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Longer Is Better: Are All Obstacle Racers Size Queens?


A slang term for an obstacle racer who is attracted to longer than average races. A size queen may use race distance/duration as a major or single factor in determining which races to pursue.

Legs. Eyelashes. Penises. And now, obstacle races.

The longer, the better. RIGHT?

Perhaps, to a point.

But, there comes a time, when the legs are so long, you can’t walk. When the eyelashes interfere with vision.

When the penises… [I’ll let you fill in this one].

Can there ever be too much of a good thing?

I have written about the distance creep elsewhere, and have cautioned against this becoming a pattern. Vermont Beast invariably gets longer from year to year. OCRWC 2015 course was almost two miles longer than the 2014 course. Instead of completing the race once, we get to run around in circles.

We favor the sensational. Yet, at this point, a 24 hour race is not going to surprise us. Or a 48-hour event. Or more.

Spartan Agoge. Sixty hours of fun. The Spartan Race Hurricane Heat usually lasts 4-6 hours. But wait! There is now HH12HR – now you can suffer longer.

But what about all the “shorter” events, you may wonder?

GORUCK brought Light. But wait! A six hour event is considered a LIGHT version, as compared to the “regular” one.

TM brought Half TM – i can only assume that you get half a headband at the finish?

OCRWC created a short course. Yet SHORT course is held on a Friday, compared to the standard championship held on Saturday – still the ugly sister of the long course – invited to the party because everyone felt bad.

What would be truly sensational is if a 400m sprint, heavy with obstacles became the OCR world championship. Now, THAT would blow me away.

The longer the better mentality does not apply just to obstacle racing. The number of ultra marathons has doubled in the last ten years.


The CrossFit Games are getting progressively closer to Hunger Games every year, as the HQ continues to up the ante, and create a bigger and better spectacle (running in the heat with weight vest, anyone?).

Let me reminisce for a moment.

When I ran the inaugural Ultra Beast (back when we had no electricity, and kids had to walk ten miles to school, barefoot in the snow), it was by application only.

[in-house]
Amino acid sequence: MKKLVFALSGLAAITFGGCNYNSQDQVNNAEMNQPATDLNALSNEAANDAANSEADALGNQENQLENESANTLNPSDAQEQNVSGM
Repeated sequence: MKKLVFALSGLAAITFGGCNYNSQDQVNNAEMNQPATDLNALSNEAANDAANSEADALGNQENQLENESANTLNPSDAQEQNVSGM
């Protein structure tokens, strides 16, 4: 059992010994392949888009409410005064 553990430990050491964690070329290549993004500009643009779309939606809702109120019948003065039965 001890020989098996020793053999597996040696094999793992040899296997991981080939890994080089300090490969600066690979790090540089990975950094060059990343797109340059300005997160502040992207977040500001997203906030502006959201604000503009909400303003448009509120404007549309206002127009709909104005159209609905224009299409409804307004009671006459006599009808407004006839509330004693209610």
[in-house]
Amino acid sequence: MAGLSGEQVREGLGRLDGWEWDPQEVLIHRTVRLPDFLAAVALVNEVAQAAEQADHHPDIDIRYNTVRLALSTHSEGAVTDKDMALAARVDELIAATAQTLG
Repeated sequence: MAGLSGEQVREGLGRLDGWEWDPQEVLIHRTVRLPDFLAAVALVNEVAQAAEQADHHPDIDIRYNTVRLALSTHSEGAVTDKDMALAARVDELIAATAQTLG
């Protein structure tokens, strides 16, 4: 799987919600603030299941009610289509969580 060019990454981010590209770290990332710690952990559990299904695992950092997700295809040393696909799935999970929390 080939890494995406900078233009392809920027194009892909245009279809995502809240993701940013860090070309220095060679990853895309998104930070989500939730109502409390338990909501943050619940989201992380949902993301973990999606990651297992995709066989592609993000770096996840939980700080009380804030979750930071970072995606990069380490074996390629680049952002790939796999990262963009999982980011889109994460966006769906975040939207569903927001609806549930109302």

The distance (26 miles) was preposterous.

Between 2012 and 2013, there were only 19 women walking around with a glow in the dark medal.

With WTM, Spartan Agoge, Endurance Society’s 88k, and 888k (yep, you read that right), 80k+ Survival Run and now BattleFrog’s 24 hour run-around-in-circles event, the Ultra Beast seems like the mid-distance of obstacle racing.

It’s “better value for the money”.

It is as if we assume a linear relationship between race distance, and race value. Does each additional hour result in a proportionate increase in pleasure? Does each additional mile lead to a corresponding boost in sense of accomplishment?

In “Black Swan”, Nassim Nicholas Taleb reminds us that such linearities are rare in our very nonlinear world.

[quote]Take the relationship between pleasure and drinking water. If you are in a state of painful thirst, then a bottle of water increases your well-being significantly. More water means more pleasure. But what if I gave you a cistern of water? Clearly your well-being becomes rapidly insensitive to further quantities. As a matter of fact, if I gave you the choice between a bottle or a cistern you would prefer the bottle – so your enjoyment declines with additional quantities.[/quote]

What is obstacle racing, if not, a smaller model of universe? And so, the old adage of “it’s not the length, it’s what you do with it” holds as true as ever.

P.S. Speaking of penis size, I simply HAVE to include this little gem of a graph. [Try not to get too caught up in the size differences between Canada and US.]


Hugs, SOLO


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